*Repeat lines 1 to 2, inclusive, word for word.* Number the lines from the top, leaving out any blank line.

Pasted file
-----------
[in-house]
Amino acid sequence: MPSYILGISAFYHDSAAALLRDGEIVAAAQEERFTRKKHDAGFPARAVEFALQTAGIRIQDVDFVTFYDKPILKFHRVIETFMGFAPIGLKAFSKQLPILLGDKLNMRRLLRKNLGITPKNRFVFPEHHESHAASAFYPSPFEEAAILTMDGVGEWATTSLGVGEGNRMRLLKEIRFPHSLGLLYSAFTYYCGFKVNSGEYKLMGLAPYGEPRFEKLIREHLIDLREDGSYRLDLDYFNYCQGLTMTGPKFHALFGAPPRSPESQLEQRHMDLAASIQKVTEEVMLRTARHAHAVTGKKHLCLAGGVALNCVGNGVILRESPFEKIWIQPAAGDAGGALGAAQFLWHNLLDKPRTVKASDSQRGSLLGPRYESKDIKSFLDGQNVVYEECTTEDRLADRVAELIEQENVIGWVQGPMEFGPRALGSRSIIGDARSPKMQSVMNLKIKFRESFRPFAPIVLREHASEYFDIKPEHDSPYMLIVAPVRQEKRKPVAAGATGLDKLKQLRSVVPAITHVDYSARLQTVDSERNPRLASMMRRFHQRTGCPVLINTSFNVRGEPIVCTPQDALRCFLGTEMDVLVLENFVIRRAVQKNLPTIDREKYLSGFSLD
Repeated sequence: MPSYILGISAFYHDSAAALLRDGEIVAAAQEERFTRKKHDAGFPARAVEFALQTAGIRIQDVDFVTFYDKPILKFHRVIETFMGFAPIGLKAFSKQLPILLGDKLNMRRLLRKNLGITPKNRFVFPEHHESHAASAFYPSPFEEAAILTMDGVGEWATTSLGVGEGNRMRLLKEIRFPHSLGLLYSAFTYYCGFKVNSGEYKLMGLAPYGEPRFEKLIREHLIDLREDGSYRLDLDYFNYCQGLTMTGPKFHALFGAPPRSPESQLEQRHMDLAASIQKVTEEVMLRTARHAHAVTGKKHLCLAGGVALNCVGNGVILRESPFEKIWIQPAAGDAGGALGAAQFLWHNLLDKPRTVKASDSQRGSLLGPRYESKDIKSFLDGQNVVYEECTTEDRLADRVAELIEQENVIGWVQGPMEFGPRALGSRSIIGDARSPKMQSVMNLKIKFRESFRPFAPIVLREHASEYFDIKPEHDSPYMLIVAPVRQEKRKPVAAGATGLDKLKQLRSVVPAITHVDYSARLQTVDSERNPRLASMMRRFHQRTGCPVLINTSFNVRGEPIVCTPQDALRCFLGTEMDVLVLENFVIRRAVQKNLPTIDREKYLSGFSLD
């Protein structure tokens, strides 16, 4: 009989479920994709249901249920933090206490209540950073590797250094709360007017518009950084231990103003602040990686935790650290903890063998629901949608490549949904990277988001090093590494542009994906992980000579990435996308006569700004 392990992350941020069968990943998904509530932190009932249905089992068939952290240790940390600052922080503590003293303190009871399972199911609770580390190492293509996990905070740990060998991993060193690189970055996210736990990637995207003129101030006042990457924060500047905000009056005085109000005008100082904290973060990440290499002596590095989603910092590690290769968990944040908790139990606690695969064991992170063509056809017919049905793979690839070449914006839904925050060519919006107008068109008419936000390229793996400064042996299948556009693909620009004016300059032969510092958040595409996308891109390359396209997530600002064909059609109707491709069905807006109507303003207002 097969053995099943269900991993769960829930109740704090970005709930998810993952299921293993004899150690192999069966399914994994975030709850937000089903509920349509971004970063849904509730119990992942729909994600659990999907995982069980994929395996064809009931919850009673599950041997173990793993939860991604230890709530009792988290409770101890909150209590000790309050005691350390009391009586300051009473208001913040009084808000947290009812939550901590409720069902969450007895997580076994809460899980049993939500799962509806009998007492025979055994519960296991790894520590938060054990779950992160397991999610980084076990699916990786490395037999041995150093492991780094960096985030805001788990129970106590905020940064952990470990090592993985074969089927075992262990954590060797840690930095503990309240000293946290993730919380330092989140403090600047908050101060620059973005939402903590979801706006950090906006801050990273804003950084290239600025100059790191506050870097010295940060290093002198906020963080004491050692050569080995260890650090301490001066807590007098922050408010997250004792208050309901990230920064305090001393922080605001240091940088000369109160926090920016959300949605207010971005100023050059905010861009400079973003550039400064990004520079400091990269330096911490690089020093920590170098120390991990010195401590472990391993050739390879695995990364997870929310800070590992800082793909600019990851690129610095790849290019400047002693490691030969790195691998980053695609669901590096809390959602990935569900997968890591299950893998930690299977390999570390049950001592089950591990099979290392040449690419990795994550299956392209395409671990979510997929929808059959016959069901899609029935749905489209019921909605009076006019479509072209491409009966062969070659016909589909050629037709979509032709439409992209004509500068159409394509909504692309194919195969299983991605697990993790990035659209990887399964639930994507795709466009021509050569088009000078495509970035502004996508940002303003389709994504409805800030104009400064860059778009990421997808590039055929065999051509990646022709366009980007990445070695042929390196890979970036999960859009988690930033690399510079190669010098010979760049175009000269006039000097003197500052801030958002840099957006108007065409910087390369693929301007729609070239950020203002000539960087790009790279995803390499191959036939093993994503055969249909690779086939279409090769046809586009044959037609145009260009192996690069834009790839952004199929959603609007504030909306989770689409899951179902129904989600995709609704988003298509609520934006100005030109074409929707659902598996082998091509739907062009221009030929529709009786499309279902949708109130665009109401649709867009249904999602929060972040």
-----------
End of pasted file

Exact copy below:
[in-house]
Amino acid sequence: MPSYILGISAFYHDSAAALLRDGEIVAAAQEERFTRKKHDAGFPARAVEFALQTAGIRIQDVDFVTFYDKPILKFHRVIETFMGFAPIGLKAFSKQLPILLGDKLNMRRLLRKNLGITPKNRFVFPEHHESHAASAFYPSPFEEAAILTMDGVGEWATTSLGVGEGNRMRLLKEIRFPHSLGLLYSAFTYYCGFKVNSGEYKLMGLAPYGEPRFEKLIREHLIDLREDGSYRLDLDYFNYCQGLTMTGPKFHALFGAPPRSPESQLEQRHMDLAASIQKVTEEVMLRTARHAHAVTGKKHLCLAGGVALNCVGNGVILRESPFEKIWIQPAAGDAGGALGAAQFLWHNLLDKPRTVKASDSQRGSLLGPRYESKDIKSFLDGQNVVYEECTTEDRLADRVAELIEQENVIGWVQGPMEFGPRALGSRSIIGDARSPKMQSVMNLKIKFRESFRPFAPIVLREHASEYFDIKPEHDSPYMLIVAPVRQEKRKPVAAGATGLDKLKQLRSVVPAITHVDYSARLQTVDSERNPRLASMMRRFHQRTGCPVLINTSFNVRGEPIVCTPQDALRCFLGTEMDVLVLENFVIRRAVQKNLPTIDREKYLSGFSLD